Saturday, February 21, 2009

Caregiving gets real

In the last few days I have learned about several older women who have cared for their husbands (of 50 plus years) just to have the medical community mistreat, misdiagnose and needless kill their husbands.

Hearing the heartbreak of one woman was very difficult for me (and especially my mom). But today my mom spoke with another friend of hers who also had the medical community mistreat and kill her husband.

I know that "kill" is a strong word. But it is the most appropriate word. I appreciate that there was no intent or motive to end the lives of these older men. However, the common denominator in the treatment of patients is lack of continuity of care and concern for patient safety. I also firmly believe that the medical community considers elderly patients to be a expensive and burdensome drain on scarce medical resources.

In my experience, medical professionals are quick to diagnose dementia and lack of mental function as a basis to institutionalize patients in nursing homes. These medical professionals conclude that there is no medical care necessary other than to keep the patient comfortable.

In my experience, hospitalists are a danger to health, safety and well-being of patients because hospitalists generally refuse to coordinate, communicate and cooperate with admitting/treating physicians. Hospitalists do not have the background knowledge of the patient's medical history. Lack of background knowledge is precisely the value of the hospitalist program model. Remember that hospitalists are treating your loved ones in a vacuum of the moment instead of in the historical context of the patient's health. This ignorance allows the hospitalist to focus on cost efficiency and getting the patient out of the hospital. Hooray for the bottom line!

I do not want any caregiver to feel guilty or responsible for the death or injury of their loved ones. Guilt is a unproductive and crippling emotion.

The delivery of medical care in our country has changed. The hospitalist program model is designed to treat hospital patients in the context of a "snapshot" as opposed to a "movie." Hospitalists care for patients instead of the treating or admitting physicians in order to (1) control costs; and (2) decrease the length of hospital stays. Whoopee.

Perhaps treating the patient in the context of a snapshot may be appropriate if the patient is relatively young and has not complicated or previous medical history.

On the other hand, if the patient is elderly and suffers with pre-existing medical conditions, then that patient should not (and must not) be treated as though the hospital admission exists in an isolated vacuum.

Perfect example:
My dad suffered terribly from skin breakdown as a consequence/side effect of chemotherapy. After months of the skin infection, dad again presented to the treating oncologist. At that point the skin was raw and literally smelled of infection.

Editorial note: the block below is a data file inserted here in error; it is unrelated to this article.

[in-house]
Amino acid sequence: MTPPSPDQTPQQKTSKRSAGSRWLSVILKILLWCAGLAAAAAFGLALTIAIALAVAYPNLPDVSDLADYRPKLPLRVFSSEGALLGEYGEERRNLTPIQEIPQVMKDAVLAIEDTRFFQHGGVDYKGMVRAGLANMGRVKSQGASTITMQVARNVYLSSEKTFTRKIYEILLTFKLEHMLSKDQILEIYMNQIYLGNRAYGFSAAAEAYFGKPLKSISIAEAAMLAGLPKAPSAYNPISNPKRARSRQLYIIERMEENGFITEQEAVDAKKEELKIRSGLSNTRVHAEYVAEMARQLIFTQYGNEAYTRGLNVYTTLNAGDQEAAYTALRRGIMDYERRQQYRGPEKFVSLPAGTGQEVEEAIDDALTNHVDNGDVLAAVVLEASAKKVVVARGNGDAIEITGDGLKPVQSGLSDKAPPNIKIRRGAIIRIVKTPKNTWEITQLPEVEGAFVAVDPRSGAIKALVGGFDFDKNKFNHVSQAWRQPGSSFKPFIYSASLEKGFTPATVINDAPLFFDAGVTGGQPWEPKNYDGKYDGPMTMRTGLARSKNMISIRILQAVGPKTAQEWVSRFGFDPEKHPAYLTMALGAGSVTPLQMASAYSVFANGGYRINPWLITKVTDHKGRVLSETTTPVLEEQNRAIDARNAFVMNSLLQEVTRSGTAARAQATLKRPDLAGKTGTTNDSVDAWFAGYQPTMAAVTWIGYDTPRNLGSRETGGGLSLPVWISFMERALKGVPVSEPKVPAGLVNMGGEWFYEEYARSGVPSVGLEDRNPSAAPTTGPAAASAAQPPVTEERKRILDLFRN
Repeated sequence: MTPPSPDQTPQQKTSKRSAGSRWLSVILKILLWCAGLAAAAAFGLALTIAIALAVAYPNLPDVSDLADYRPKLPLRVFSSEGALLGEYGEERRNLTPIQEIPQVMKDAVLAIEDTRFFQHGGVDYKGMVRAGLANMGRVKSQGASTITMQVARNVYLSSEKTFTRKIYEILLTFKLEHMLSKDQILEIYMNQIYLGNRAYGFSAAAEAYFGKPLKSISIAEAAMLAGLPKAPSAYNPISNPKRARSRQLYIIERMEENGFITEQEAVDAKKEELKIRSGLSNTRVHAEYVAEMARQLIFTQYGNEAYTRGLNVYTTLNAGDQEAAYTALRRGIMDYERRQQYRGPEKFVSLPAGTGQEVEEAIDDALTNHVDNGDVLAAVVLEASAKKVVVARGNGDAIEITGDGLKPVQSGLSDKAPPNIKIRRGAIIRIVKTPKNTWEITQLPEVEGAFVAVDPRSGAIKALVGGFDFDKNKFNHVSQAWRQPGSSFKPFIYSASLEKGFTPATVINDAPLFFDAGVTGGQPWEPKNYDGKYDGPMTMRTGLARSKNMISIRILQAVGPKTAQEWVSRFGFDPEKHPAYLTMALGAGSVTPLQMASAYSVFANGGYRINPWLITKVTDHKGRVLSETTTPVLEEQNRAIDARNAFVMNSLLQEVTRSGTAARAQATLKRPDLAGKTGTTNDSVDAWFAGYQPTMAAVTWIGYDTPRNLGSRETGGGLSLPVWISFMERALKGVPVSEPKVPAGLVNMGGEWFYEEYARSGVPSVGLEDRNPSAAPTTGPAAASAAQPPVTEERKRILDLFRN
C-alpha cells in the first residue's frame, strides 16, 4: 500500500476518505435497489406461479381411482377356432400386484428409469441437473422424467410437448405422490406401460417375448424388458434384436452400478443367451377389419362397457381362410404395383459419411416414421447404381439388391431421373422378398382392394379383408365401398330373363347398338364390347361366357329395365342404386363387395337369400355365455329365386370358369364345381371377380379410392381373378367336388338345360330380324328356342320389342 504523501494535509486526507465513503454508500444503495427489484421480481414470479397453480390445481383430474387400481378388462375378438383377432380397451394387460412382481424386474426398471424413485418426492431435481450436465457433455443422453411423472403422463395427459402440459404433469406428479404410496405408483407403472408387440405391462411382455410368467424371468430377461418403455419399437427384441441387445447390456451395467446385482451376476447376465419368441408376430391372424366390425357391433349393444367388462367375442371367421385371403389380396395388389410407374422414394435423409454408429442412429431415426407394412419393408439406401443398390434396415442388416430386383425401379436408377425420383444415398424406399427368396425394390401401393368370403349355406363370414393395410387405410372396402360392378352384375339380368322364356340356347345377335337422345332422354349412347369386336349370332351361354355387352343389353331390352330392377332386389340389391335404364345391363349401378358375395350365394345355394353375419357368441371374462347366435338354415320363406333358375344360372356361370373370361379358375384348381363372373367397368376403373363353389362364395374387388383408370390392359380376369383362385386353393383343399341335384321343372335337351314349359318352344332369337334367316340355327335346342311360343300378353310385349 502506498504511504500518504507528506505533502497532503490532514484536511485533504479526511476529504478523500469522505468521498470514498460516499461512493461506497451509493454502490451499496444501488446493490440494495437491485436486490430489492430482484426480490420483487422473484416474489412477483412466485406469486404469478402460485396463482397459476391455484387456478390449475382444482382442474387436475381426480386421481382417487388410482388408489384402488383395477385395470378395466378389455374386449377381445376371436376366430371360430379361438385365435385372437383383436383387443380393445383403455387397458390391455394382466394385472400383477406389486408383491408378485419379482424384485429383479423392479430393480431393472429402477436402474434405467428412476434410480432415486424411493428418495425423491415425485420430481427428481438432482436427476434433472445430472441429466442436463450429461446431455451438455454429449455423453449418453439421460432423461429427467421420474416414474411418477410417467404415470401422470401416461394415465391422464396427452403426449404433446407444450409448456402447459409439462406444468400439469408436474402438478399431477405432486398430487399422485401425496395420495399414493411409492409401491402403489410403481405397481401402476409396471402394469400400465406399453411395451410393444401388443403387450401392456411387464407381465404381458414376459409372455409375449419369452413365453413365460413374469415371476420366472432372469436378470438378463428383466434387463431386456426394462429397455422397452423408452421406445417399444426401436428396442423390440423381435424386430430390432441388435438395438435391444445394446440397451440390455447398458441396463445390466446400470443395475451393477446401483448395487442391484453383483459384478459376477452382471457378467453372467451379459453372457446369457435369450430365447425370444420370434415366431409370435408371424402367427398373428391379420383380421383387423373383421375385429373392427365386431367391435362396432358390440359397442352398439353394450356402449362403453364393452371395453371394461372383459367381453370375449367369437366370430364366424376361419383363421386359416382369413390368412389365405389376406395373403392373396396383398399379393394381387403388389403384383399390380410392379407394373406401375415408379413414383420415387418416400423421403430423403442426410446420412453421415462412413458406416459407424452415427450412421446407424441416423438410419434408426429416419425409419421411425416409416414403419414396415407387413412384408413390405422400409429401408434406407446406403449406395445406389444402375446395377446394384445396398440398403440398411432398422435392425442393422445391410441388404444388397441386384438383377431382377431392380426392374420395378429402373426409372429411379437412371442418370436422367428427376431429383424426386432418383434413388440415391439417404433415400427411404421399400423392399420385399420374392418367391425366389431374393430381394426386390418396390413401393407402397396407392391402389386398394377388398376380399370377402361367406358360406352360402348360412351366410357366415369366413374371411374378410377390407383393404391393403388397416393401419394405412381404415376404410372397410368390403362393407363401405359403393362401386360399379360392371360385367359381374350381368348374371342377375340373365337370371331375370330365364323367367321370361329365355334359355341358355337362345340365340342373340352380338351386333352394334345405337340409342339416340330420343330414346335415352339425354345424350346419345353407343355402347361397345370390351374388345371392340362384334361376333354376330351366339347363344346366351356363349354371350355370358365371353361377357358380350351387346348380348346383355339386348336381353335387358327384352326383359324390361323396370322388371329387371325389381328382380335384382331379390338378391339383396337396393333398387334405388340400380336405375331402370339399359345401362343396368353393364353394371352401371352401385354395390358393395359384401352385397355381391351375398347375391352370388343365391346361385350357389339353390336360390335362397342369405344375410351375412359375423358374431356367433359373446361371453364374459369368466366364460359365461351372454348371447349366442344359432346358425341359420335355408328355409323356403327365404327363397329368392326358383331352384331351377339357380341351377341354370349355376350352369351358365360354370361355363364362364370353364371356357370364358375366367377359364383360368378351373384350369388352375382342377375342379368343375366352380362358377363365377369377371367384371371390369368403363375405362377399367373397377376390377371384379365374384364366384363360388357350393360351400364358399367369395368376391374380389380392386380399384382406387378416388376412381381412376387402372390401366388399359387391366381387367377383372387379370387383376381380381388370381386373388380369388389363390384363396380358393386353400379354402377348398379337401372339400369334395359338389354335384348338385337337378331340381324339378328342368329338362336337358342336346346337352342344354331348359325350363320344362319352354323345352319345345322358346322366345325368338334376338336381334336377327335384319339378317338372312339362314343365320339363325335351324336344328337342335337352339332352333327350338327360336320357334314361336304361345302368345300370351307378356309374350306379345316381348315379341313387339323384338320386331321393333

The treating oncologist determined that my dad needed to be admitted to the hospital for three (3) days of IV antibiotics.

My dad arrived at the hospital and, as per usual, the admitting/treating oncologist was not a part of the hospital stay. Instead, a hospitalist treated my dad. And, that hospitalist examined my dad's skin infection as an isolated and snapshot medical issue.

The hospitalist saw no need for any antibiotics (IV, oral or otherwise). She kept dad in the hospital for the three (3) days and then discharged him with the comment that he was "fine."

Three days later my dad was rushed to the ED with severe pneumonia and very low oxygen level.

If the hospitalist had respected the admitting/treating oncologist's opinion and recommendations for my dad's care, dad would not have suffered the trauma of a ED admission and prolonged pneumonia.

The hospitalist screwed up. Sure, it was cost effective to deny dad the recommended IV antibiotics. But it was not cost effective for dad to be readmitted and suffer additional medical complications during his chemotherapy treatment.

It is my responsibility as a caregiver to advocate for my dad and demand that the responsible doctors be held accountable. That responsibility certainly does not mean a legal action. It does, however, dictate that I seriously discuss the matter with hospital administrators and accrediting agencies.

For me, being a caregiver is about more than simply holding dad's hand and waiting for him to leave this Earth. Caregiving is about making damn certain that my dad receives the medical treatment that he needs and deserves.

Medical professionals (or anyone else) who mistreats my dad absolutely will be held to account.

I hope that my advocacy and encouragement to others that they hold "bad doctors" to account will ensure a safer medical environment for others.

God bless those who have lost a loved one. You should know that mom and I wish there was something that we could do to ease the pain. We pray for you both to have the capacity to enjoy memories and the strength to continue (or start) taking care of yourselves. Believe it or not, at some point you will be able to forgive the "bad doctors" and replace the anger with prayers to God for these individuals.

The deaths and injuries from a flawed medical community needs to stop.

1 comment:

  1. Check out to see my personal transformation. The film reveals the raw realities of my fight to survive during open heart surgery while caring for my wife & my mother enduring life threatening illness. It’s these affairs of the heart that contain the soul of my film. - Ben Mittleman